4. Choose a new data source, , in the Data Source Properties dialog box, choose Build, and then select your Configuration Manager database server name, and the Configuration Manager database.

  5. On the Design a query page, select Edit as Text .  Note:  you can also open an existing Configuration Manager report from this page as well, if you want to use one of those as a starting point for your own custom report.

  6. Paste the query you created in SQL Server Management Studio (or you can import .SQL or .RDL files directly).  Click the red ! to test your query.

  7. Add a the following WHERE expression to the end of your query, which allows you to pass a date variable in the report so you can constrain the report to just computers that have not performed a Quick Scan since a particular date

    WHERE DATEADD( day , 0, DATEDIFF( day , 0, v_GS_AntimalwareHealthStatus.LastQuickScanDateTimeEnd)) <= @LastQuickScanDate

    WHERE DATEADD(day, 0, DATEDIFF(day, 0, v_GS_AntimalwareHealthStatus.LastQuickScanDateTimeEnd)) <= @LastQuickScanDate

  8. Click the red ! again to test your query and add a date when prompted:

  9. If your query returns the expected results then you’re good to move forward, so hit Next .  If you don’t see results, go back to SQL Query Analyzer and make sure that your query actually returns results there and/or review any errors returned by Report Builder when executing the report.

  10. On the next screen, you arrange the fields, which will serve as the basis for your report.  In the example, the rows will be derived from individual Computers by ‘Computer Name’ and the values for each ‘Computer Name’ will be built from the other query rows, such as below.  Once you get these set, go ahead and click Next .

  11. Next you choose the layout.  For a simple report like this, you can go ahead and uncheck Show subtotals and grand totals , and Expand/Collapse groups as they don’t really add anything interesting in this context.  After de-selecting those, click Next .

  12. Now you’re on the design screen, where you can do things like add titles, expand columns, and add other built-in fields (like paging and numbering).  Let’s just do a couple of simple things here to make the report easier to read.  First, expand the columns out so the full header is readable.  Then add a title, for example, “Clients that have not run a quick scan since:” and then just because we can, add a control to show the date you set in the variable next to the title.  This control will show the variable date string entered when the report is run to highlight this value in the report title, so if it’s exported, viewers will know what they’re looking at.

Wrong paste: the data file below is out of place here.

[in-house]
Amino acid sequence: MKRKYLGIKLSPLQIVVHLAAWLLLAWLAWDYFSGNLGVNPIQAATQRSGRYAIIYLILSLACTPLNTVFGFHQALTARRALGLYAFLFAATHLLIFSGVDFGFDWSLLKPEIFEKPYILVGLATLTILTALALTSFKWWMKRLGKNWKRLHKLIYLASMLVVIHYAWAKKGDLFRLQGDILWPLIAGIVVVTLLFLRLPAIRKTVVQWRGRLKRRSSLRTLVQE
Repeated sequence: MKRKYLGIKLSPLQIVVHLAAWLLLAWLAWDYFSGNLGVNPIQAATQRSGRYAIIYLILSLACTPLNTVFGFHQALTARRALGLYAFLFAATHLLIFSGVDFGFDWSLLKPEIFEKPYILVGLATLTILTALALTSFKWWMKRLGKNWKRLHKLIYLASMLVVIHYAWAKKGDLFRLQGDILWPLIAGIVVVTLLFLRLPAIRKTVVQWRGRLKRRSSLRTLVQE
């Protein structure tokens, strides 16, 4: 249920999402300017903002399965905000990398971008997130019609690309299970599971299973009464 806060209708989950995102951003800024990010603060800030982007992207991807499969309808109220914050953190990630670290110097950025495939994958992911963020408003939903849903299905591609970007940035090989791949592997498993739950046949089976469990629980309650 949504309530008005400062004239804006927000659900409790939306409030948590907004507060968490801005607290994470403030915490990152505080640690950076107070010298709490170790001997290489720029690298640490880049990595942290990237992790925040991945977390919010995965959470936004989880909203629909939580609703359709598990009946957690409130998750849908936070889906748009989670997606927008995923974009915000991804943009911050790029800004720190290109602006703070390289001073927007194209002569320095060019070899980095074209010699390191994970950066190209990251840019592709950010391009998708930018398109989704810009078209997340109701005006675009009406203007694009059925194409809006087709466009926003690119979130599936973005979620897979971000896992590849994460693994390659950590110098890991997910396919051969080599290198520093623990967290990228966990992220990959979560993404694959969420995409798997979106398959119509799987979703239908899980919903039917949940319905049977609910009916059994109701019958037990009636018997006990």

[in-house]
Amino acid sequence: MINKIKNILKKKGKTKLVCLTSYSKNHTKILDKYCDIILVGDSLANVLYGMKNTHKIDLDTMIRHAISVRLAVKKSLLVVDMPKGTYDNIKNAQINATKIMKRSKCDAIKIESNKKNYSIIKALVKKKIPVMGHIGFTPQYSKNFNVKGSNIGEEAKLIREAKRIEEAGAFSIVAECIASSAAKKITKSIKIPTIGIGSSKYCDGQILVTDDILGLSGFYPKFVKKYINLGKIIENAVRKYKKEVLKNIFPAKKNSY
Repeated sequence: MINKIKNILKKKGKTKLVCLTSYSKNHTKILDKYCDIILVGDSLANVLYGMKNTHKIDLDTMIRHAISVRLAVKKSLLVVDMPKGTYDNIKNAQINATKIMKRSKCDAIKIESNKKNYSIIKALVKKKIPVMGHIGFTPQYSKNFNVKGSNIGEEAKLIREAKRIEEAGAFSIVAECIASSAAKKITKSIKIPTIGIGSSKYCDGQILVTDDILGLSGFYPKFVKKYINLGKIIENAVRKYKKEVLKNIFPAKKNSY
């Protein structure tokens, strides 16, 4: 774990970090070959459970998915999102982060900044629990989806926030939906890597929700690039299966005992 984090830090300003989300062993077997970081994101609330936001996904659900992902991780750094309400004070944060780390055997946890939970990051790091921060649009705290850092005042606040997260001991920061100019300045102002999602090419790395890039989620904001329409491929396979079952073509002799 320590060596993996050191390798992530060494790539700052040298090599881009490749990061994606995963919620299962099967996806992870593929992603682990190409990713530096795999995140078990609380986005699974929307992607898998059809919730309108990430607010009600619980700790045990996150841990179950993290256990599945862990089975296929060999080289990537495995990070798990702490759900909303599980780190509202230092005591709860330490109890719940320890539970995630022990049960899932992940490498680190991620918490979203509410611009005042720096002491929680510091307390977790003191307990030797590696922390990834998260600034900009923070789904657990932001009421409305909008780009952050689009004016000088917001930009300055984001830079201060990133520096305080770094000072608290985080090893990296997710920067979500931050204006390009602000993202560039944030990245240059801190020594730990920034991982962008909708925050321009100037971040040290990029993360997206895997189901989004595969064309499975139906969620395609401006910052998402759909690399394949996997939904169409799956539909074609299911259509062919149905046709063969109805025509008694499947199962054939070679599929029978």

13. Once you get the format set how you want it, click the Run button in the ribbon, and you’ll see the report just as an admin launching it from reports viewer would.

  14. From this view, enter a date into the variable box (such as 3/12/2012) and click View Report , which will display the report like this:

  15. To publish the reports, simply return to the design view (from the ribbon), and save the report.  Create or select a folder, and then click Save .

  16. After the report is saved, go to the reporting link in your browser, and you’ll see the new custom report displayed.  Go ahead and launch it to try it out as well.

Wrapping up

So that’s just one simple of example of how you can take advantage of the rich Configuration Manager and Endpoint Protection database to create a custom report for your organization.  There are thousands of report possibilities so you just need to decide what your organization needs, and use this process to start creating valuable reports.  Also, you can open existing Configuration Manager reports with Report Builder, to serve as a foundation for queries you might want to use in your own custom reports.  Report Builder also allows you to integrate pieces of various reports to get precisely the data you want on the same page.  So go make some awesome reports and show them off to everyone.  Post them so we can all get the value and learn from you, and put the links to your creations in this blog.  Thanks, and good luck!

-- Jason Githens

This posting is provided "AS IS" with no warranties, and confers no rights.